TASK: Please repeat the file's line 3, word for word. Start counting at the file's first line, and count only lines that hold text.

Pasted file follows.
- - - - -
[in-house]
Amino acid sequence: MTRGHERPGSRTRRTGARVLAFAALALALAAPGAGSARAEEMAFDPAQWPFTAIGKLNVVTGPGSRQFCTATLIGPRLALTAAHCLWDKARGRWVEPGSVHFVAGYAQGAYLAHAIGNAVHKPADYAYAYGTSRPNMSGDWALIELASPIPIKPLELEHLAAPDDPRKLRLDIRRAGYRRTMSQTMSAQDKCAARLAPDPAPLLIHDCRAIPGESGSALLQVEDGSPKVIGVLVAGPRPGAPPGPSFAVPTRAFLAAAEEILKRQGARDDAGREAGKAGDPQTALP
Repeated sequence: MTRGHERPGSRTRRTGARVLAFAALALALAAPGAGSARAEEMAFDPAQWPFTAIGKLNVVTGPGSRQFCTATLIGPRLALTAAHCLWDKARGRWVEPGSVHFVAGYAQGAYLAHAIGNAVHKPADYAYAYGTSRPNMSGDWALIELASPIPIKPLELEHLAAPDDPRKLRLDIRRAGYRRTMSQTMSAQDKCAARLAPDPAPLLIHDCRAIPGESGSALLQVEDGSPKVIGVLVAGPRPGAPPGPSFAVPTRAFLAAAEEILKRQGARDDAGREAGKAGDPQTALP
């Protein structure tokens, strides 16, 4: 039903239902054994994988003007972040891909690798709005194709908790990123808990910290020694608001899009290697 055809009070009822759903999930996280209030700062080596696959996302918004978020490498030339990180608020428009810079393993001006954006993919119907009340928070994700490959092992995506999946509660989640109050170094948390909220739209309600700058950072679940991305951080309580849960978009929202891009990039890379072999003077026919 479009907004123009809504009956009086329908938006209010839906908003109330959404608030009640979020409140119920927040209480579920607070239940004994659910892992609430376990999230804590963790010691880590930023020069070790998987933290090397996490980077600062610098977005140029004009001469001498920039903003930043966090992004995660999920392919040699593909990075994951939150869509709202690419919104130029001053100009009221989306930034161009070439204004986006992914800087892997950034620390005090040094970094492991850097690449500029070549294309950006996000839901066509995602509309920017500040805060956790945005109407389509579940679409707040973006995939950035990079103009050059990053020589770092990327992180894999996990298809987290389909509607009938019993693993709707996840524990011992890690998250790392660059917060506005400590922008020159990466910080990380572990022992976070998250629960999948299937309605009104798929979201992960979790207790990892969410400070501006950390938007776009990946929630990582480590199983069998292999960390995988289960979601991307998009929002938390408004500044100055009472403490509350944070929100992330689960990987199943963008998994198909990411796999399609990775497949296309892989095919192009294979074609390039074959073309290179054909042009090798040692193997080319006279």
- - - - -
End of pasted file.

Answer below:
Repeated sequence: MTRGHERPGSRTRRTGARVLAFAALALALAAPGAGSARAEEMAFDPAQWPFTAIGKLNVVTGPGSRQFCTATLIGPRLALTAAHCLWDKARGRWVEPGSVHFVAGYAQGAYLAHAIGNAVHKPADYAYAYGTSRPNMSGDWALIELASPIPIKPLELEHLAAPDDPRKLRLDIRRAGYRRTMSQTMSAQDKCAARLAPDPAPLLIHDCRAIPGESGSALLQVEDGSPKVIGVLVAGPRPGAPPGPSFAVPTRAFLAAAEEILKRQGARDDAGREAGKAGDPQTALP